Maria A. Oquendo is the Ruth Meltzer Professor and Chairman of Psychiatry at University of Pennsylvania and Psychiatrist-in-Chief at the Hospital of the University of Pennsylvania. She is a graduate of Tufts University and attended Vagelos College of Physicians and Surgeons, Columbia University. She completed residency at Payne Whitney Clinic, New York Hospital, Weil-Cornell. Until 2016, she was Professor of Psychiatry and Vice Chairman for Education at Columbia. In 2017, she was elected to the National Academy of Medicine, one of the highest honors in medicine. Dr. Oquendo has used Positron Emission Tomography and Magnetic Resonance Imaging to map brain abnormalities in mood disorders and suicidal behavior. Her expertise ranges from psychopharmacology to Global Mental Health. She has over 400 peer-reviewed publications and an h-factor of 76 with over 17,000 citations. Dr. Oquendo is Past President of the American Psychiatric Association (APA) and the International Academy of Suicide Research. She is President of the American College of Neuropsychopharmacology (ACNP) and of the American Foundation for Suicide Prevention’s Board of Directors and has served on the National Institute of Mental Health’s Advisory Council. She is a Fellow of the ACNP, APA and American College of Psychiatrists (ACP). Dr. Oquendo is a member of Tufts University’s Board of Trustees, serves on its Executive Committee and chairs Tufts’ Academic Affairs Committee. A recipient of multiple awards in the US, Europe and South America, most recently, she was honored with the Virginia Kneeland Award for Distinguished Women in Medicine (Columbia University 2016), the Award for Mood Disorders Research (ACP 2017), the Alexandra Symonds Award (APA 2017), the APA’s Research Award (2018) and the Dolores Shockley Award (ACNP 2018).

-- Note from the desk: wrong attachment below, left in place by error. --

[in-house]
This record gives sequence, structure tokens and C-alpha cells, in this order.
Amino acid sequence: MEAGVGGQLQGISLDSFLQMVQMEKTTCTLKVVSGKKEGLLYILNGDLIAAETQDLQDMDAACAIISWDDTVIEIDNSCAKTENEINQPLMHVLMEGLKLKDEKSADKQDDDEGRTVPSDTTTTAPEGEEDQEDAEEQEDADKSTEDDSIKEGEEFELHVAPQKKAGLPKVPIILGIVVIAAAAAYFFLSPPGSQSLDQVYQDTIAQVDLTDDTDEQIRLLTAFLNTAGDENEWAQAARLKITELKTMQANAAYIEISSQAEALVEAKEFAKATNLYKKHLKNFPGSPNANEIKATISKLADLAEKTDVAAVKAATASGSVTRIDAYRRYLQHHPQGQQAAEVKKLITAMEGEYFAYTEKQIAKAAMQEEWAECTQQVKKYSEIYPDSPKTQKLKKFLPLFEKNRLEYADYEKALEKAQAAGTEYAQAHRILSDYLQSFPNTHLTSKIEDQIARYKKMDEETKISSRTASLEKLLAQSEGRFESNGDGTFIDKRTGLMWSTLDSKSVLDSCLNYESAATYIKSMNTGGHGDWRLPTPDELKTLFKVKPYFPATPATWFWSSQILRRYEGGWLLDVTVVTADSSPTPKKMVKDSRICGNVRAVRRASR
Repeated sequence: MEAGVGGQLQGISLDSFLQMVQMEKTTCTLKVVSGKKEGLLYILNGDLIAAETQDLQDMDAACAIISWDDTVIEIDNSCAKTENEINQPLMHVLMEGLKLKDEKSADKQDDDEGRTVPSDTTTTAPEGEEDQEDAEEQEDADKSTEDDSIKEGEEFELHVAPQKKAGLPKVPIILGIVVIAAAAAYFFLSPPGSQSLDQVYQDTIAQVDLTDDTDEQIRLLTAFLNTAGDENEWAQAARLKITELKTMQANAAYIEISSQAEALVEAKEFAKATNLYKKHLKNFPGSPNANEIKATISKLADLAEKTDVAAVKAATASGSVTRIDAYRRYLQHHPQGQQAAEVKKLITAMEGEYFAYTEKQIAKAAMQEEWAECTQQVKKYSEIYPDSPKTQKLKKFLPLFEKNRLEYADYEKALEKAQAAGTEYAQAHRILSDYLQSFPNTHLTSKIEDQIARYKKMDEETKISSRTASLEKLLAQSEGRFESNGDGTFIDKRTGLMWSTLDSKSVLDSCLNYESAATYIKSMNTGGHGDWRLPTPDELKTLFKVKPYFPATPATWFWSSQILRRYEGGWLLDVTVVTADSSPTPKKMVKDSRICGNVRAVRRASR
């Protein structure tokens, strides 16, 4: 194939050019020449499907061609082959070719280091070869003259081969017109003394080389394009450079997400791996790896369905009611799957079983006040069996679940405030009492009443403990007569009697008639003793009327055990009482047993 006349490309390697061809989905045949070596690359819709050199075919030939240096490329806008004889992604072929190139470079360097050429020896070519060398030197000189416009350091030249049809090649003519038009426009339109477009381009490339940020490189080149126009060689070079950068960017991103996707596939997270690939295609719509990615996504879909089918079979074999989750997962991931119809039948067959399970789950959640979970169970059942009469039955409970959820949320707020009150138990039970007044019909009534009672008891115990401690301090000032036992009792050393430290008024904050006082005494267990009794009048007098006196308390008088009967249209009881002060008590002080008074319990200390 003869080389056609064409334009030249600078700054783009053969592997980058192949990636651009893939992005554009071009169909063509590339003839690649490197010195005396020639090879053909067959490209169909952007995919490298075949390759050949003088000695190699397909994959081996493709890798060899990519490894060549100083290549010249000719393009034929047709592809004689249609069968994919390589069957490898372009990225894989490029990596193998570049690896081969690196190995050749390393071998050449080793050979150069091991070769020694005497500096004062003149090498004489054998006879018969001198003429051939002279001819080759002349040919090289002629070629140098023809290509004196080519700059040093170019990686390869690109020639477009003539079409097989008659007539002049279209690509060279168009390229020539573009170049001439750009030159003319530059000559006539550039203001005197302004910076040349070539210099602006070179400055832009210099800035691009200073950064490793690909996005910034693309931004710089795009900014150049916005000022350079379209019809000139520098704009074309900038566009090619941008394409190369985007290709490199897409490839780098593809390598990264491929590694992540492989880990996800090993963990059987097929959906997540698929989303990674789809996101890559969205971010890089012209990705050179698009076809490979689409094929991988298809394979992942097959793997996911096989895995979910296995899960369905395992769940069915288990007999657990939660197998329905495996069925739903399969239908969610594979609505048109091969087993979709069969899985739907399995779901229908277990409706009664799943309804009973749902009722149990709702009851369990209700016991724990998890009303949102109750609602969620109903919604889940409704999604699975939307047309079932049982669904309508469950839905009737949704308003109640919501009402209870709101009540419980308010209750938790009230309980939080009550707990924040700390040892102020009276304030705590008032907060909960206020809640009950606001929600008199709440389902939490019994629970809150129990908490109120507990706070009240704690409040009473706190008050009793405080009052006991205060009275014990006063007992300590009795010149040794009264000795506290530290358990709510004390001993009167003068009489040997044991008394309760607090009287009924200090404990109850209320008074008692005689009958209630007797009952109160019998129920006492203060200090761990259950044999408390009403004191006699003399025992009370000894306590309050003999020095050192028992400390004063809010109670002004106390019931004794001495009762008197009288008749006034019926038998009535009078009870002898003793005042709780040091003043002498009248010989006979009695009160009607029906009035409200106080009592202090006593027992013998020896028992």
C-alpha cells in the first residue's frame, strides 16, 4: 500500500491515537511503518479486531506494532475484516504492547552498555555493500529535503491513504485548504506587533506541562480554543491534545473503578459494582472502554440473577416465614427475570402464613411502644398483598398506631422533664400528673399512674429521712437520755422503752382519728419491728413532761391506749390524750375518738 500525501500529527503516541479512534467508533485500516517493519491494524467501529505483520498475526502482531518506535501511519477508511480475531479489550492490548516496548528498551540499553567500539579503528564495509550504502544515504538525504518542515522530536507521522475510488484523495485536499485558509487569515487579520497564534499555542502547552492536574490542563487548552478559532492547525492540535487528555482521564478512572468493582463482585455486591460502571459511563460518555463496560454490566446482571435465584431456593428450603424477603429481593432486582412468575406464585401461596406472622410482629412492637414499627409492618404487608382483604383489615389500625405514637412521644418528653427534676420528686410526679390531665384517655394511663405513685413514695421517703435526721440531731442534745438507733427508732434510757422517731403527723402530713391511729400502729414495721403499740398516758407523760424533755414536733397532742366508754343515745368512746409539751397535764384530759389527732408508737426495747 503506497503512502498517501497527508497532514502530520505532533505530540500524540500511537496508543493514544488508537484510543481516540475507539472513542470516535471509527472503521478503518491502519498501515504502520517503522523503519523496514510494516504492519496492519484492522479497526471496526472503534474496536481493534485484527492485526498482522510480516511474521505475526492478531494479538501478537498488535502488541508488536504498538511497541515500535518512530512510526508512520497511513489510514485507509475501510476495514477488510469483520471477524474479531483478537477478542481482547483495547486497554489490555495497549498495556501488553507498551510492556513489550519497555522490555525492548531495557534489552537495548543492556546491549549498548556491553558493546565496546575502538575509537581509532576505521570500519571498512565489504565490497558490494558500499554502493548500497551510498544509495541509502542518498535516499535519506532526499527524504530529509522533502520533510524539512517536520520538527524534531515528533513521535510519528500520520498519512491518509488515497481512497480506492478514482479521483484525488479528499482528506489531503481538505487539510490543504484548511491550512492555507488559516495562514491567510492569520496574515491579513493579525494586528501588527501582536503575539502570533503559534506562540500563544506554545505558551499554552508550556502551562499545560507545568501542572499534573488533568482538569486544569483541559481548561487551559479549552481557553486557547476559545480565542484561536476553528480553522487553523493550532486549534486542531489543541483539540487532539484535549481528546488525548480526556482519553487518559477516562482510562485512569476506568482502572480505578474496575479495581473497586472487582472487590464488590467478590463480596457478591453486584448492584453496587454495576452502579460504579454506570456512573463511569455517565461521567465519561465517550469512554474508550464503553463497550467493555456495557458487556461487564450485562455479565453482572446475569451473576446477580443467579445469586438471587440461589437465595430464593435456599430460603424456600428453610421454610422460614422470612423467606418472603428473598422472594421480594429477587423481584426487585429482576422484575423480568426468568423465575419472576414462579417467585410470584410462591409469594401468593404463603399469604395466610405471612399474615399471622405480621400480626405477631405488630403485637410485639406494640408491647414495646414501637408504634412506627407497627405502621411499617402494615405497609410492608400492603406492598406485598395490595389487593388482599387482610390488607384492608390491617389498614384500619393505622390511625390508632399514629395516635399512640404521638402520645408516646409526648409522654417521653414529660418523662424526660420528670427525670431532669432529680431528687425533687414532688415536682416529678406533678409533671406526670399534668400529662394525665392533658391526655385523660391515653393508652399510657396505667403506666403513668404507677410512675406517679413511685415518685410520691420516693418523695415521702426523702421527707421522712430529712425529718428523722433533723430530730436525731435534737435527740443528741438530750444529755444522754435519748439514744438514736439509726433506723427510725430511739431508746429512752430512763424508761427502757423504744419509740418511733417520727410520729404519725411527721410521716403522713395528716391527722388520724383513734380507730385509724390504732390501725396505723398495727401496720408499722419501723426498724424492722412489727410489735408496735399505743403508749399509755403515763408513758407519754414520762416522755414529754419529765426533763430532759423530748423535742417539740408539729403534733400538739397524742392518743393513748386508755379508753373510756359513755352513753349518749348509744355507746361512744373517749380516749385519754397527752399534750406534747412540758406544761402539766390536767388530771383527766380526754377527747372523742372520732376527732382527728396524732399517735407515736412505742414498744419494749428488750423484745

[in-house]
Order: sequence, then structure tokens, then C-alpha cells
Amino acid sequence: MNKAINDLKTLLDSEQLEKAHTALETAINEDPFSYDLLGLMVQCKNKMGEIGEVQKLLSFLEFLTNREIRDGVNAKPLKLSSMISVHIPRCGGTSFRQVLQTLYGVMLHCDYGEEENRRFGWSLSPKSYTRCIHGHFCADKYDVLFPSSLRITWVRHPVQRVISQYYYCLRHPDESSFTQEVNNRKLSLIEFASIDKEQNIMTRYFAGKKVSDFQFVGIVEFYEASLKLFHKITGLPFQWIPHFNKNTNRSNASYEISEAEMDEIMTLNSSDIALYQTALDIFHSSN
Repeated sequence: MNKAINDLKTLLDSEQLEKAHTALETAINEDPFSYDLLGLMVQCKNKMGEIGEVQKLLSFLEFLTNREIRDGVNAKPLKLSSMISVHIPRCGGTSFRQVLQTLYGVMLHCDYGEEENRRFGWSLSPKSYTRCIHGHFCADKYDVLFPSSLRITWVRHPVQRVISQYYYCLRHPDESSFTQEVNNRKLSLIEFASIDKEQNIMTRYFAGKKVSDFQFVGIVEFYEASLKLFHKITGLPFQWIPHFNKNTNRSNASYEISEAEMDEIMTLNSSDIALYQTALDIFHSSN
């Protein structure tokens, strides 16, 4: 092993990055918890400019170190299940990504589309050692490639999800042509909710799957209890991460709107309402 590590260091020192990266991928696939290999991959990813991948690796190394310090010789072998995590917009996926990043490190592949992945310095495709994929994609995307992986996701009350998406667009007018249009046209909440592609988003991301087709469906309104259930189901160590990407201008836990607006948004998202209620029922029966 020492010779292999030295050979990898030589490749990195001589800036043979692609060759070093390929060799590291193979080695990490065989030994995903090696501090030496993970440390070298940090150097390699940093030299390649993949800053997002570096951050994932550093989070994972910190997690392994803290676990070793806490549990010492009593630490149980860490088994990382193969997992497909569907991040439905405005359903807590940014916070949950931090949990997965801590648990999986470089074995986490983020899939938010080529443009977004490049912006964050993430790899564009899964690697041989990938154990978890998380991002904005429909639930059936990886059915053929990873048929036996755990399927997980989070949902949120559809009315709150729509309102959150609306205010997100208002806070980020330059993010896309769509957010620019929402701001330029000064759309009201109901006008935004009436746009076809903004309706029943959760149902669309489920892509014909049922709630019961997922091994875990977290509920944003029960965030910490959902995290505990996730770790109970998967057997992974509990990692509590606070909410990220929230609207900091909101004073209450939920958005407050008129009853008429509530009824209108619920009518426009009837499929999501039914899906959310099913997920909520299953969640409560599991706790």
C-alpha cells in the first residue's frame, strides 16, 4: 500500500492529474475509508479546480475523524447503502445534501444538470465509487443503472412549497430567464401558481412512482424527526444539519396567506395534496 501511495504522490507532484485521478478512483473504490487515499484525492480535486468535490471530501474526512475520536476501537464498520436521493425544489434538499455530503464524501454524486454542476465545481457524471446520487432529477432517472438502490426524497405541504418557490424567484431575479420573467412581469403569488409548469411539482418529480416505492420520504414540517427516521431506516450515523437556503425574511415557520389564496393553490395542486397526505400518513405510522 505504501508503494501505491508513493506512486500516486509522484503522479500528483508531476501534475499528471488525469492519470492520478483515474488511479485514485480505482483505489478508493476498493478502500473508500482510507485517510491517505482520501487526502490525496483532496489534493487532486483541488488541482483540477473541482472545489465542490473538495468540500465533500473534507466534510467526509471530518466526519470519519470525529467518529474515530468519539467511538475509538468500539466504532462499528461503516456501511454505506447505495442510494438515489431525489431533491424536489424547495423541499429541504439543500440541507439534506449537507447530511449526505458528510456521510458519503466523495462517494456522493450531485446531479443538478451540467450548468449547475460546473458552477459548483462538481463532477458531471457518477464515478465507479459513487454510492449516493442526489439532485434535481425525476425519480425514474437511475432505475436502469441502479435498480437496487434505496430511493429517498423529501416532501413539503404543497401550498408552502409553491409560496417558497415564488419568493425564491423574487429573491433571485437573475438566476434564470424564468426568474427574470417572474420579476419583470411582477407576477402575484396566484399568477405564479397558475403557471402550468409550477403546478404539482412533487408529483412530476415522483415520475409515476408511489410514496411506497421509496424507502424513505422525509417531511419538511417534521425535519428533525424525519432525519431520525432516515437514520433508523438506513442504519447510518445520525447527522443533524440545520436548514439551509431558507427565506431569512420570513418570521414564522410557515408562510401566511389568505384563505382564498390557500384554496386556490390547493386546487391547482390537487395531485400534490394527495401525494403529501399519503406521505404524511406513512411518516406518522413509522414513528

Stephanie Pinder-Amaker is Chief Diversity, Equity, and Inclusion Officer at McLean Hospital and Director of the College Mental Health Program. Dr. Pinder-Amaker is Assistant Professor of Psychology, Department of Psychiatry at Harvard Medical School. Dr. Pinder-Amaker has over 25 years of experience in college student mental health treatment, administration, and policy. She is the founding director of McLean Hospital’s College Mental Health Program, a unique initiative serving students from over 200 institutions of higher education, providing student-focused treatment; consultation to students, parents, and college professionals, and nonprofits; and related research. Dr. Pinder-Amaker lectures and conducts workshops throughout the country on strengthening continuity of care, and on how to bolster communication between campus- and community-based systems, eliminate barriers to mental health treatment, and better support marginalized students. She is a member of the WHO World Mental Health International College Student Initiative, and has published on the prevalence and distribution of mental disorders among college students and the integration of student concerns into traditional models of care.